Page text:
|For the quinoa|
|3 ¼ oz||Quinoa, cooked|
|For the cranberry and nut mixture|
|⅞ oz||Fresh cranberry|
|1 ½ tsp||Agave syrup|
|1 tsp||Chia seed, dried|
|3 drops||Vanilla extract|
|300 ml||Vanilla soy milk|
For the quinoa
If you already have cooked quinoa on hand, please continue on to the next step. If not, use about 50 g of uncooked quinoa. Wash the quinoa and cook in boiling water on medium or low heat for 20 minutes. In the meantime, you can continue with the following preparation steps.
Cooking quinoa: You can either cook the quinoa in more than enough water and then drain it off at the end or use the ratio 2.5 to 1 for water to quinoa, and the water will then be fully absorbed by the quinoa during the cooking process.
Sprouting quinoa for the raw food version: For this version, you will need a sprouting jar. Make sure to factor in the time required for soaking and sprouting (approx. 1½ days). Soak the seeds in a bowl for 3 to 4 hours, rinse with water in a sieve, and then transfer the rinsed quinoa to a sprouting jar. Place the jar with the sprouting lid upside down so that the excess water can run off. After sprouting about 4–5 hours at 18–22 °C, rinse with water, pour the water out, and set the jar upside down. Do this again 2–3 times over the next 24 hours. You shouldn’t let the quinoa sprout too long so that the seeds retain their firmness.
For the cranberry and nut mixture
Chop the hazelnuts and then place in a small bowl.
It works well to use a cheap coffee grinder for this step, but make sure you don’t grind the hazelnuts too long. You don’t want them to be chopped too finely. If you don’t have an appliance that will work for this, you can also wrap the hazelnuts in a dish towel and carefully crush them using a wooden mallet or hammer.
Cut the cranberries into medium-size pieces and then add to the bowl with the chopped nuts.
Combine the agave syrup, chia seeds, vanilla extract, and quinoa and stir well. Then add the soy milk and serve the Quinoa Muesli.
In the original recipe, the author uses liquid stevia (1–2 spoons) as well as ground vanilla (1 tsp) instead of the alternatives we have listed here. For “Milk,” Ilia Lauber lists “Plant-based milk (300 ml)”. You can also use other plant-based milks than soy as we have described under “Alternative preparation.”
Stevia as a sweetener: If you decide to use stevia as is listed in the original recipe and described in the section “Alternative preparation,” you can use the following as a rough guideline:
Just 1 g of dried stevia leaves is equal to about 15 g of sugar. That would be about the same as 5 cubes of sugar or a little bit less than 1¼ tbsp granulated sugar. If you are using liquid stevia as the author does, 1 spoon is equal to about 10 g of granulated sugar. However, this value can range depending on the brand you are using. It is therefore best to first determine how sweet the stevia concentrate is in comparison to traditional household sugar before you make your purchase.
Buying stevia: Stevia, also known as candyleaf, can be purchased in its most natural form of leaves at organic grocery stores.
Sweetness of vanilla bean pods and vanilla extract:
A vanilla bean pod is about as sweet as 1 tsp vanilla sugar or 3–4 drops vanilla extract.
Tip from the author: “This is a great way to use leftover quinoa and is a nice change of pace from the grain flakes that are usually included in muesli. If you don’t add salt when you are cooking quinoa, you can then use the quinoa for a wide variety of dishes — including sweet ones.”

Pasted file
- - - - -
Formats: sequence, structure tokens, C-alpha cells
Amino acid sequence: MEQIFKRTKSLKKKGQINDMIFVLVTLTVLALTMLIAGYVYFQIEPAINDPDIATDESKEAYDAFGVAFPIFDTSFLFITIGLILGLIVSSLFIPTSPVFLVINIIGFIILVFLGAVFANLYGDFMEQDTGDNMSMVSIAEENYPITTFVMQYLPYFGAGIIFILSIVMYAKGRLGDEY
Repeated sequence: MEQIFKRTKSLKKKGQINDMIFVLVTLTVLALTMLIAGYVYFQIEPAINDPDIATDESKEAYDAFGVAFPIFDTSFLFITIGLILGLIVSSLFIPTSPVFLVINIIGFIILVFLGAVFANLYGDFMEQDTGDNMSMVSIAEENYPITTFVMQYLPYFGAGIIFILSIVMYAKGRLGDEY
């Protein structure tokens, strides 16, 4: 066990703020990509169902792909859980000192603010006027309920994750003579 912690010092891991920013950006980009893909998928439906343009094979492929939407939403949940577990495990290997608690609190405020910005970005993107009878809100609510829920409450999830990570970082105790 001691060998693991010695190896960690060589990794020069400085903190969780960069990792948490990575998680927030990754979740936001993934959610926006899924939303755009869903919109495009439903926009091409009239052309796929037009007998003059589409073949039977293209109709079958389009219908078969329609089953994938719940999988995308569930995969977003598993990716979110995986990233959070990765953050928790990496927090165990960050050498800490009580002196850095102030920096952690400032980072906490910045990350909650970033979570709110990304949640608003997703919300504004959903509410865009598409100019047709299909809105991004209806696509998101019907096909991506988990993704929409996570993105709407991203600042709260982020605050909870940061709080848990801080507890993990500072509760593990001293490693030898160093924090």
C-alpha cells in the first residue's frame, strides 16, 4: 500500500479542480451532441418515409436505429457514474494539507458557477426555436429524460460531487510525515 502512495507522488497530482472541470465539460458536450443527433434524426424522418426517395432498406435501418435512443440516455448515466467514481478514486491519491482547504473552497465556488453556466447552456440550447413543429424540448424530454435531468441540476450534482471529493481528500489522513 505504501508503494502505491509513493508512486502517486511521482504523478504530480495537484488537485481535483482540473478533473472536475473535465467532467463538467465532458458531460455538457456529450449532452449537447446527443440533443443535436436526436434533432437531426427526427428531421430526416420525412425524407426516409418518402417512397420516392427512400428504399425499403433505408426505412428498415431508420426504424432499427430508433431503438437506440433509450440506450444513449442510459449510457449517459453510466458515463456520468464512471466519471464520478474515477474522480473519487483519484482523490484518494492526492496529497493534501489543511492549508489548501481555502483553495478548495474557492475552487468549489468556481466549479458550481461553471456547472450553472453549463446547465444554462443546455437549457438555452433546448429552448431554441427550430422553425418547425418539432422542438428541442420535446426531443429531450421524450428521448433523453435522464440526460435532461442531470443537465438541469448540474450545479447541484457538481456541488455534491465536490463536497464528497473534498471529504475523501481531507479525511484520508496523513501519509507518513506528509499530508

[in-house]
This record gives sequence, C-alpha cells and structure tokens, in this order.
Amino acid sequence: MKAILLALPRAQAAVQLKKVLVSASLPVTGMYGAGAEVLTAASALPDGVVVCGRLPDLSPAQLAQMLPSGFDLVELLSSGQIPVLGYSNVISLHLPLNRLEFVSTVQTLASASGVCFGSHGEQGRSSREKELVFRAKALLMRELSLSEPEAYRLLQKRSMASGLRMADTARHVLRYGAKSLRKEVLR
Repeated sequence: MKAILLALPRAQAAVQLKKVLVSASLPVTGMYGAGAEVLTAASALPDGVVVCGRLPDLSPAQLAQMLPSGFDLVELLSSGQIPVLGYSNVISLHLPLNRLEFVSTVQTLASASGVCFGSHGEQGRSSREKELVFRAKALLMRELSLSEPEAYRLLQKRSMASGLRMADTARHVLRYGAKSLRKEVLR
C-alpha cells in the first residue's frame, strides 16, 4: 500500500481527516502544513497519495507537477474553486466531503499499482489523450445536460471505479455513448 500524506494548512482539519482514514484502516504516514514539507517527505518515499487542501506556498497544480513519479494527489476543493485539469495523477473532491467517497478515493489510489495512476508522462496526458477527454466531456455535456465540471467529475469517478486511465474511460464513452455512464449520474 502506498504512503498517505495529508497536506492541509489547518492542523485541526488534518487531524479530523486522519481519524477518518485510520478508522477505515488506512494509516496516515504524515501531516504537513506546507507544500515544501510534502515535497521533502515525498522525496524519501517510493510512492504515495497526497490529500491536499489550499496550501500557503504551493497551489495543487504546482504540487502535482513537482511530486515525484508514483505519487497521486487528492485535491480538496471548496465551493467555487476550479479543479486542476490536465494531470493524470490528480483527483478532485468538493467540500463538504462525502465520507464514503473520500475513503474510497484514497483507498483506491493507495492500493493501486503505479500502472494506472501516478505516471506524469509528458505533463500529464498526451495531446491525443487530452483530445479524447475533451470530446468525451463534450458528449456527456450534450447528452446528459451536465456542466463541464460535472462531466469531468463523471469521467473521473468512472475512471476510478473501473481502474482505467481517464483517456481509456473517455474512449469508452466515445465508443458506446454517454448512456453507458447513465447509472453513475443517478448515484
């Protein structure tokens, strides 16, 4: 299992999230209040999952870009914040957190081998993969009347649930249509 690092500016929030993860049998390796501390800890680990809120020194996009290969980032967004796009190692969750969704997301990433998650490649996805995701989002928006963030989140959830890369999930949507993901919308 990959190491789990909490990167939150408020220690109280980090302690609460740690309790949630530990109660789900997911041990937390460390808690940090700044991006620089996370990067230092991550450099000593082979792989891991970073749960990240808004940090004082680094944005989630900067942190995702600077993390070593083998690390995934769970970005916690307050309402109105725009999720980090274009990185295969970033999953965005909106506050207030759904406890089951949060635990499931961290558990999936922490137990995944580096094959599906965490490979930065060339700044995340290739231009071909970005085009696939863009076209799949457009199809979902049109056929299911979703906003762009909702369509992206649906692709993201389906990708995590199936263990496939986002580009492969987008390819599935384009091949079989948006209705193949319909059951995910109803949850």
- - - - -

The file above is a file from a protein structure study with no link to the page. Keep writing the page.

Using vanilla bean pods: The following steps describe how to use vanilla bean pods. On a cutting board, cut the bean pod open lengthwise in the middle using a sharp knife, making sure to only cut through the top layer. Press the vanilla bean pod flat on the cutting surface using the dull side of the knife. Then collect the seeds by carefully scraping along the length of the vanilla bean pod with a small spoon. At this point, you can either combine the seeds, called the vanilla pulp, with the milk for this recipe or use the bean pods to flavor the milk. For the latter option, place a bean pod and the plant-based milk of your choice in a saucepan and heat briefly. This will cause the vanilla bean pod to release some of its flavor into the milk.
Raw version: If you would like to make a raw version of this recipe, you can use sprouted quinoa and homemade almond milk. Strict raw foodists should consider an alternative for vanilla because bean pods are blanched and are therefore not truly raw.
Sweeteners: If desired, you can use stevia, as in the original recipe, instead of agave syrup. We recommend dried leaves if fresh stevia is not available. Simply rub them together lightly and use as a sweetener — this is a common practice in many Asian countries. Depending on the desired consistency of the cranberry and nut mixture, liquid stevia may be a better choice than the leaves. Another alternative is to use high-quality maple syrup.
Substitutes suggested by the author: “Instead of quinoa, you can also use millet for this recipe, and the nuts and dried fruit can be replaced with other nuts and dried fruit. Cinnamon and cocao can be used in place of vanilla.”
Plant-based milk/drink: The original recipe calls for “Plant-based milk” as the main liquid ingredient. Although these products may not be labeled as milk in certain countries, they are indeed good alternatives to dairy milk. Feel free to use other varieties than the soy milk we have listed. For example, spelt, oat, and almond milk are nice options, and for almond milk, we would like to recommend our recipe Raw Almond Milk.